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The August 2014 Edition of The Profit Newsletter is available for download just in time for our Atlanta REIA Main Meeting on August 4th. The Profit is an digital, interactive newsletter for new and seasoned real estate investors delivered as an Adobe PDF file to read on your PC, Mac, Smart Phone, iPad or other mobile ready devices with a PDF reader. Many of the articles and ads in The Profit contain many hyperlinks you can click or tap to visit websites, watch videos, listen to audios, download content, send emails, comment on articles, share socially and much more! The high res version of The Profit is “print ready” for those who want to print the newsletter on their home or business printer. Also, be sure to Subscribe to The Profit Here so you don’t miss a single monthly issue.
This is one of my favorite ways to buy!!! I do several of these a year.
It’s HOT, HOT, HOT out there, and if you’ve been sitting on the sidelines, wondering if real estate investing is for you, now is a great time to dive in! Today, let’s focus on one of my favorite investment techniques: “subject to” mortgages.
Most of you know that when you buy a house, you usually receive a warranty deed, which gives ownership of a piece of property. If you’re paying all cash for a property, you just exchange the cash for the warranty deed. Pretty easy most everyone knows that.
But if you don’t have all the cash, you have to borrow the money. Most of you know how the typical mortgage loan works: your banker says, “Sure, just sign this promissory note that says you’ll pay it all back.” In return, you get a security instrument that says if you don’t pay the promissory note, the bank gets the property. In most states, that security instrument is the mortgage (In Georgia, we use security deeds). That mortgage, when it’s recorded, creates a lien on the property. In other words, the bank puts everyone on public notice that if the owner sells or transfers the property, the bank has to be paid off first. Read More→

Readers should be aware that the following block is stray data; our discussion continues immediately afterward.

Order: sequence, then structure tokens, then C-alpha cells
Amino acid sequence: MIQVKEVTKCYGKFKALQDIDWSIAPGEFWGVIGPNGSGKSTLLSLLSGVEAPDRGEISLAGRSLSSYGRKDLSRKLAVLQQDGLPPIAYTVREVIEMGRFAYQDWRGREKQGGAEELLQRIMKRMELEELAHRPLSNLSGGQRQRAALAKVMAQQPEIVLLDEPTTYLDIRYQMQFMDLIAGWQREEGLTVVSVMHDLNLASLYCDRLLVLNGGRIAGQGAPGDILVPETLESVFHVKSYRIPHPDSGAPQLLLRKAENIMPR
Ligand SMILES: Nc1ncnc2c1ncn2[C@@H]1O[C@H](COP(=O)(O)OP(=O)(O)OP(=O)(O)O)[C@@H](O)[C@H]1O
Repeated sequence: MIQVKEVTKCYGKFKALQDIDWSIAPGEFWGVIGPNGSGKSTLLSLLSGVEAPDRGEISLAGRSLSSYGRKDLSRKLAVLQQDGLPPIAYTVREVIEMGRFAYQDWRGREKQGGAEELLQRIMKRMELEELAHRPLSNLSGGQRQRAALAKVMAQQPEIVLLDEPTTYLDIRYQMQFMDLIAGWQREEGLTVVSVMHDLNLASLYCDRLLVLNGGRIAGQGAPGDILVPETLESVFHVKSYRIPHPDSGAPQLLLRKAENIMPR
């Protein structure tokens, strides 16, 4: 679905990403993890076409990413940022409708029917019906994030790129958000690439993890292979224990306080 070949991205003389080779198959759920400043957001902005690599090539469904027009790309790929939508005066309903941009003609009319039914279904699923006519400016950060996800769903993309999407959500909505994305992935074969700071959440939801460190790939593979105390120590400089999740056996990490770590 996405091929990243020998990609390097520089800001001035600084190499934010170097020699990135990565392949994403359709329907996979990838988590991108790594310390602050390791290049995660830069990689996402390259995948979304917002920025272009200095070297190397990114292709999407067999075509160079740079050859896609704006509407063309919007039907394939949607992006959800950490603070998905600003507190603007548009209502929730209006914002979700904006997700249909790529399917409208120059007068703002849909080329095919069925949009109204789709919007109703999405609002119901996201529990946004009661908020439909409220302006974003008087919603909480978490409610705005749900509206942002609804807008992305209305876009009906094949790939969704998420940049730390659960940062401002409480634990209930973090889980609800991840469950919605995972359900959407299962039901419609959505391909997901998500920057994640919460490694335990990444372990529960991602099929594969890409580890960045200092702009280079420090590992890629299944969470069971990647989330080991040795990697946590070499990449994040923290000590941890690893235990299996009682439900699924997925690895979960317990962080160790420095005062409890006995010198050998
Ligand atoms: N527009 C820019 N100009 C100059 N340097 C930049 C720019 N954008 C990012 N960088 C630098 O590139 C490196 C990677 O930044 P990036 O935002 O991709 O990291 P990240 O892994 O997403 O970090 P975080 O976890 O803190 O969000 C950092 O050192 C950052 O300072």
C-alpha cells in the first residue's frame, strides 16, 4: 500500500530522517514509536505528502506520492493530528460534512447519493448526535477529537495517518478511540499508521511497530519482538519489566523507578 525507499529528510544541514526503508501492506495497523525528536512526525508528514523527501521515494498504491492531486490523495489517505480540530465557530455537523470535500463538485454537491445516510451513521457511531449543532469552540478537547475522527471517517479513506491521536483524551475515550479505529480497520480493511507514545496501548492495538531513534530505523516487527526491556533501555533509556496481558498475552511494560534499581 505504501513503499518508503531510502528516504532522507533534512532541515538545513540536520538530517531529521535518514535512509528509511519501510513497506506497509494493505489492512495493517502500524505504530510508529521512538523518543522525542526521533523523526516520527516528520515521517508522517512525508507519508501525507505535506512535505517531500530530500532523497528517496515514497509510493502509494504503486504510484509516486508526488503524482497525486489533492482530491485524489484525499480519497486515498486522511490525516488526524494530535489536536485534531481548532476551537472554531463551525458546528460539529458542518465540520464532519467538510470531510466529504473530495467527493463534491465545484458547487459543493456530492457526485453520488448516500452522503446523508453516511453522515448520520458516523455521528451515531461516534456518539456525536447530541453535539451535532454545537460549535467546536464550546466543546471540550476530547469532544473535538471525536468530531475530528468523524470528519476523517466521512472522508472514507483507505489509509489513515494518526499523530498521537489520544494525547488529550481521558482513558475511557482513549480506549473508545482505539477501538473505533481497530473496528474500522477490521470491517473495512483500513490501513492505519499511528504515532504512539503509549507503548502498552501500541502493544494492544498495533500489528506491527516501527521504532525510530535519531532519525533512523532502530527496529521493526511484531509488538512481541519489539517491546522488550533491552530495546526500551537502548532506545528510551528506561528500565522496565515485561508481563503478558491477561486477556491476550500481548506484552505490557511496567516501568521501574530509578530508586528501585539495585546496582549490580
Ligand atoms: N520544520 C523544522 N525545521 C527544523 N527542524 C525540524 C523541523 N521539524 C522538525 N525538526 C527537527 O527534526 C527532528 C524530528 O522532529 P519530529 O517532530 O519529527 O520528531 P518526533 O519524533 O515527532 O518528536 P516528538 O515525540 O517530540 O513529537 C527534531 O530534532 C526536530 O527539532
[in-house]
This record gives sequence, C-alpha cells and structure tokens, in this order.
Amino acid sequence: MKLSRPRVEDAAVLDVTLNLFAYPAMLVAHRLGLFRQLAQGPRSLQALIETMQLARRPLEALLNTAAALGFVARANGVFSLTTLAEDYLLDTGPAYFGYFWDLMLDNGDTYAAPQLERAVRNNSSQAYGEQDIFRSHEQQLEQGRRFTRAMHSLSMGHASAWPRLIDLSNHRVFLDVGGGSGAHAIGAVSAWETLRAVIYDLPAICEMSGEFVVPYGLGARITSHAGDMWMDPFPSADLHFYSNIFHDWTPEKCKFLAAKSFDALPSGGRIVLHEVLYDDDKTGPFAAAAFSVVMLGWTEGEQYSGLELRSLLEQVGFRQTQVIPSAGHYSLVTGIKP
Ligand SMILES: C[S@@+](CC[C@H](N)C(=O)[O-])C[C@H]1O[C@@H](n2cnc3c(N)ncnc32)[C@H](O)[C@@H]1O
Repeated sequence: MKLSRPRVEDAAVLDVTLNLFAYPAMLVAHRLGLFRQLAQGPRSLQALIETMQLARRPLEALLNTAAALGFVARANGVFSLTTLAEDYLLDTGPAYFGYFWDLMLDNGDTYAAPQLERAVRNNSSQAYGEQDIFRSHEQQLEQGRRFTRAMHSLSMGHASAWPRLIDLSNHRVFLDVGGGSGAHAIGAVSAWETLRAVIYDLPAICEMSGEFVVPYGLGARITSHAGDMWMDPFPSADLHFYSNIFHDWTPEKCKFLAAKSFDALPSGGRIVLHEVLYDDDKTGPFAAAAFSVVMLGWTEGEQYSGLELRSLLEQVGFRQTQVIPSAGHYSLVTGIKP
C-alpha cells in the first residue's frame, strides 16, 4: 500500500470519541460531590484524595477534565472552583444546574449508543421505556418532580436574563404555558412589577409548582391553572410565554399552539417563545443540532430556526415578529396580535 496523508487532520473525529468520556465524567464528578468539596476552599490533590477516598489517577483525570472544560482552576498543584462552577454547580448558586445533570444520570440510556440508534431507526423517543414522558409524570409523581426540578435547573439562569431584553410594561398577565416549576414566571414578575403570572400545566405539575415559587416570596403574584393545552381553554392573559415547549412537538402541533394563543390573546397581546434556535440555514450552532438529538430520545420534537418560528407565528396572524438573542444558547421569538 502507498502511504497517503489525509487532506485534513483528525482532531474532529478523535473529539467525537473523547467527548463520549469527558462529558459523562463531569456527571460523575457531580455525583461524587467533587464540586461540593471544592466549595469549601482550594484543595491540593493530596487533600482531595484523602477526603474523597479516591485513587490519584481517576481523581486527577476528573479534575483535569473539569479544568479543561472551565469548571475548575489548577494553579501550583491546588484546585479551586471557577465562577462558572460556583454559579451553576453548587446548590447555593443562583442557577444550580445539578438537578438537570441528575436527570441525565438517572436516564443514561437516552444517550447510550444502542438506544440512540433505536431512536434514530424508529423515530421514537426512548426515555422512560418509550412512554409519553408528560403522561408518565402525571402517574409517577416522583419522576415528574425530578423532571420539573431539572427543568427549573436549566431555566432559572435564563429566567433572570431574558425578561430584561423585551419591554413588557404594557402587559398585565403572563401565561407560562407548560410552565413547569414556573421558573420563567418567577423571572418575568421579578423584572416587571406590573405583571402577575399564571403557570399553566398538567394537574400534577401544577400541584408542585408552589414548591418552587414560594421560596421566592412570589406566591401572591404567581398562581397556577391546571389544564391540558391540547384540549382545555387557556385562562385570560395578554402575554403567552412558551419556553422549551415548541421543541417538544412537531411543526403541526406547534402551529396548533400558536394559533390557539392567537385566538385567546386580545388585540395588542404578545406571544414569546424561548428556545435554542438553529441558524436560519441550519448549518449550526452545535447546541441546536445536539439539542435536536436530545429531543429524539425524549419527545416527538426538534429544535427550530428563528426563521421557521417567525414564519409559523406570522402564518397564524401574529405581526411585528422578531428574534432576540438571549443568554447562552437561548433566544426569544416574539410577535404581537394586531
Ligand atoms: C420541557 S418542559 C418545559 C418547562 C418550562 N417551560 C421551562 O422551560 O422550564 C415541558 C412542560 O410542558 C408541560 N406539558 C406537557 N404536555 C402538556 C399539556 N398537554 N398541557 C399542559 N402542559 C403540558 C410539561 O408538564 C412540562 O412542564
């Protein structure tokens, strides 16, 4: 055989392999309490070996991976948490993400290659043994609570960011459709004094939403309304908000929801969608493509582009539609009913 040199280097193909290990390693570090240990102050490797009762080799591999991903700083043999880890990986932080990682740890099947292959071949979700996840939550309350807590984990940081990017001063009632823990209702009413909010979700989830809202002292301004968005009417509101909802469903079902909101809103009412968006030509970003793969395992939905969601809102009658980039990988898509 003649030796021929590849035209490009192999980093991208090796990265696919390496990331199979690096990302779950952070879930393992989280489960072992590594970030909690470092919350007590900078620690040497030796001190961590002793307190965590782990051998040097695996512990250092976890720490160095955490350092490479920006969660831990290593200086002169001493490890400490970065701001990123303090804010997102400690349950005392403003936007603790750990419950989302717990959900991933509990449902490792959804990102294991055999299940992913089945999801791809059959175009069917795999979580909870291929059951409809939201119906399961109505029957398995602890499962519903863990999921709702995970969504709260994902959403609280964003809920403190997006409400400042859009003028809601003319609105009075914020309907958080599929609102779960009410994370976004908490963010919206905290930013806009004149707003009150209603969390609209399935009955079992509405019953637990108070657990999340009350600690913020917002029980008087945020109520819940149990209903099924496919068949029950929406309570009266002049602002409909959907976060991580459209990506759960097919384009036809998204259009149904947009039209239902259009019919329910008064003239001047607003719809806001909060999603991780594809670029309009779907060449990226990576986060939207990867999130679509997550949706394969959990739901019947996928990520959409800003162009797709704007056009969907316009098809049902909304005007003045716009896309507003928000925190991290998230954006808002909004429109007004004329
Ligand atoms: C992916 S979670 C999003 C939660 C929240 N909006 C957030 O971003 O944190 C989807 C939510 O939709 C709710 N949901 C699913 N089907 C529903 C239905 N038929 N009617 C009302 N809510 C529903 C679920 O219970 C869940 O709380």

What is Probate? Probate is a vehicle to create inventory. A common misperception is that probate is automatically a good deal, but putting a contract on a probate property is the same as putting any other property under contract.
Finding probate properties is the same as finding foreclosures, divorces, and tax liens. Spending time building or purchasing databases and then marketing directly to them allows us to have more probate properties to select from.
These are the factors that affect whether or not a probate is a good or bad deal:
- The purchase price in relationship to the after- repair value
- Cash sale or owner financing
- Type of property
In today’s current real estate market, appreciation is happening at such a rate that paying current market value has its advantages. Here are some things to consider: Read More→
Last month we talked about locating prospects, meaning buyers, and discovered that the two main ways we do it is, putting out signs and running ads on sites like craigslist. This month, we must discuss how to pre-screen those prospects when they get to us so we can determine the difference between someone we should work with and someone we should ignore.
We must start by deciding how we are going to capture these leads as we generate them. They will come in two forms: 1. Phone Call 2. Online. The first thing we must do is figure out how we are going to take the inbound calls. We use PATLive. Here, you have the choice of either having them taken live, or driving them to a voicemail box and just leaving enough information for you to decide whether you want to call them back. And here, my friend, is the key to pre-screening. The goal is to collect enough information to determine if they are worthy of your time. We’ll come back to that in just a minute.
If you use a voicemail system, check with PATLive on what’s called an IVR, Interactive Voice Response system. They can now set it up so the machine can ask several questions from your buyers without any human intervention. You might note, this is how we receive all our leads that we drive in from the radio at Global Publishing. A voice recorder handles all of the information and does a couple of upsells before they even get off the phone. This use of the IVR has changed our industry and now PATLive can make it available for you as a real estate investor. Read More→